As patients familiarize themselves further with portals, organizations like UT Southwestern will look for more ways to leverage the tool. Gunasekaran would like to expand the MyChart portal to include discharge education. This way, instead of leaving the hospital or ED with a binder full of papers, patients and their family members can view the information online.
LePar says calls that an excellent use of a portal. “A lot of times patients are given the information, but it's hand-written or it's on a piece of paper that can get lost - it's too much at one time,” she says.
UT Southwestern is also looking at performance reporting. According to Gunasekaran, the organization plans to integrate reporting tools into the portal. “What is our patient satisfaction these days by nursing unit? What is our average length of stay for managing certain conditions? Getting that information out in an automated way is probably the next frontier for us,” he says.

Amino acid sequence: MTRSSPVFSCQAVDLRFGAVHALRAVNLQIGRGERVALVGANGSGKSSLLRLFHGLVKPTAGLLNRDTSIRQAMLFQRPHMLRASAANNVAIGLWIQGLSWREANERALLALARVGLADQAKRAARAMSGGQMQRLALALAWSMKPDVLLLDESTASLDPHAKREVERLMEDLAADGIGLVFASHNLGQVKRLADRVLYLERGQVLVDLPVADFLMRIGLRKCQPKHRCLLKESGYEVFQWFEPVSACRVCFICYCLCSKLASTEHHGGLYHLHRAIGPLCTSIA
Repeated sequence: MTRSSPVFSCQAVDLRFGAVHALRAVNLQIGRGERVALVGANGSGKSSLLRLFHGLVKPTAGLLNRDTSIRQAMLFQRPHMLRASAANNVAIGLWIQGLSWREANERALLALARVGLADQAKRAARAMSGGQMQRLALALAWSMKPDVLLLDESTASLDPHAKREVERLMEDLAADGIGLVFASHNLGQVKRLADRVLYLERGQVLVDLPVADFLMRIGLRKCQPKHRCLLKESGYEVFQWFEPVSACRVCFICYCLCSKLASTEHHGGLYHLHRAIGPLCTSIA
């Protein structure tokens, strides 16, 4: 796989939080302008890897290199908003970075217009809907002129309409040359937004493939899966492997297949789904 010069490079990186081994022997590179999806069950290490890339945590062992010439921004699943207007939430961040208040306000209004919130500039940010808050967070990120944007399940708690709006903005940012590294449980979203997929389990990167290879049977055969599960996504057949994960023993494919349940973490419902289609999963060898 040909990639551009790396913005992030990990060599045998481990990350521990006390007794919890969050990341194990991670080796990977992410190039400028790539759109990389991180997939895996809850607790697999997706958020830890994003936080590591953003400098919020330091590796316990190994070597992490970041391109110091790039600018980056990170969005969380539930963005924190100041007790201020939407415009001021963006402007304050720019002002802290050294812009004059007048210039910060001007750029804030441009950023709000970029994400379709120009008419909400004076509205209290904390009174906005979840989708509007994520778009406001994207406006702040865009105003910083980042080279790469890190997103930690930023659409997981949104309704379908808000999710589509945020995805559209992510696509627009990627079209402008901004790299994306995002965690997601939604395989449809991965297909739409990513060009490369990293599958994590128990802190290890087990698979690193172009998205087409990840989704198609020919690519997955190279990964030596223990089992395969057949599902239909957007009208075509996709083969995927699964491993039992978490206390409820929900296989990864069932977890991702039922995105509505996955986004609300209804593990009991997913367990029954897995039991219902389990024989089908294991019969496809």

At Norton, DeVenuto would like to expand the portal to include e-prescribing and connect with the pharmacy system, so staff can effectively reconcile medications.
This is a smart move, according to LePar, who urges CIOs to build out portals as much as possible once patients and staff have become familiarized with the technology. She expects portals to integrate further with hospital information systems in the coming months and years. The key, she says, is to think big, and to always be cognizant of how the technology can help achieve organizational goals.
“You don't want to just slap a patient portal out there. You want to make sure it's targeting what you need,” says LePar. Hospitals that are looking to increase revenue can leverage a portal to increase bill pay, while those that wish to reduce - or more effectively utilize - staff can use portals to reduce phone calls and paperwork. “You need to identify the workflow areas that could be better served, and you need to make sure you have the right portal that will work with your applications while producing the required results.”